Yogi, "conservative" is a relative term, that gains its meaning in comparison to the riskiness of other entities.  After the crash, when you evaluate riskiness of bond oefs, funds like PIMIX will still be rated as more conservative than equity bond oefs, HY Sector Bonds, EM Sector Bonds, etc.  Traditional risk metrics, like SD, will still rate a fund like PIMIX as less risky than other types of funds.  No doubt that categorical comparisons of funds in the same category will still reflect longer term performance, not just crash performance. We all tend to rationalize what risk metric is the most important/valuable to measure riskiness of our bond oef selections, and I do suspect a fund like IOFIX will more accurately have its riskiness reflected going forward, so how many investors will spend their money there, compared to another multisector bond oef that handled the crash better, is yet to be seen.  Never underestimate the power of fast profit and greed in impacting where investors will put their money, especially when it comes to recouping crash losses.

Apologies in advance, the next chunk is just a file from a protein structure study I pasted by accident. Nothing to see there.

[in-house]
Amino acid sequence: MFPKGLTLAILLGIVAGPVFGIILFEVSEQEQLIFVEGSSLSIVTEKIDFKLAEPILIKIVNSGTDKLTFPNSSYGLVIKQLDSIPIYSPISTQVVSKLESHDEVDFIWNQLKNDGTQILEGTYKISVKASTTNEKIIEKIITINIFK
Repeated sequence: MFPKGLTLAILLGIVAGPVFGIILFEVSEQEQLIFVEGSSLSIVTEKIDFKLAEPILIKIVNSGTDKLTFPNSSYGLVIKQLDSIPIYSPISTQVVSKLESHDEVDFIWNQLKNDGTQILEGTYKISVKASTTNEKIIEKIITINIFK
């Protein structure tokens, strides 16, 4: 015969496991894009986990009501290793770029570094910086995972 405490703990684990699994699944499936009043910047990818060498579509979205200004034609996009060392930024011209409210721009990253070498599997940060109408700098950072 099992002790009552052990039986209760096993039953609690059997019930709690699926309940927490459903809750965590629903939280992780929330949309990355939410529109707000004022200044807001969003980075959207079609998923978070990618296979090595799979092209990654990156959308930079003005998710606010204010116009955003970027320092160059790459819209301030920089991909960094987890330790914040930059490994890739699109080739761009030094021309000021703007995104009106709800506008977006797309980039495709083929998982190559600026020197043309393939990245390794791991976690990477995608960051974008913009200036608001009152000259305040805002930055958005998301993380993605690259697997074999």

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Re: Bond OEF Investing for More Conservative Investors

Yes, and why I posted in the last several days that I will look first at the funds I used to own (IOFIX,NHMAX). These 2 funds got hit the hardest within their categories. 

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Re: Bond OEF Investing for More Conservative Investors

@FD1001 , surely you are following your own IOFIX thread. IMO, investors shouldn't touch it as it may suspend redemption, change structure [good + bad sub-funds] or become an internal-fund [one can buy but redemption limited]. This may happen voluntarily or involuntarily and that is why I am watching SEC/Edgar filings; it surely is in violation of the SEC general fund liquidity rule(s). Broader multi are different - I may even look at Dan Fuss LSBDX/LSBRX but I am more into CEFs. HY muni may be fine but I like core-plus muni. I think I have said what I needed to say before it is considered totally off-topic here. We can carry on this conversation in other threads that exist.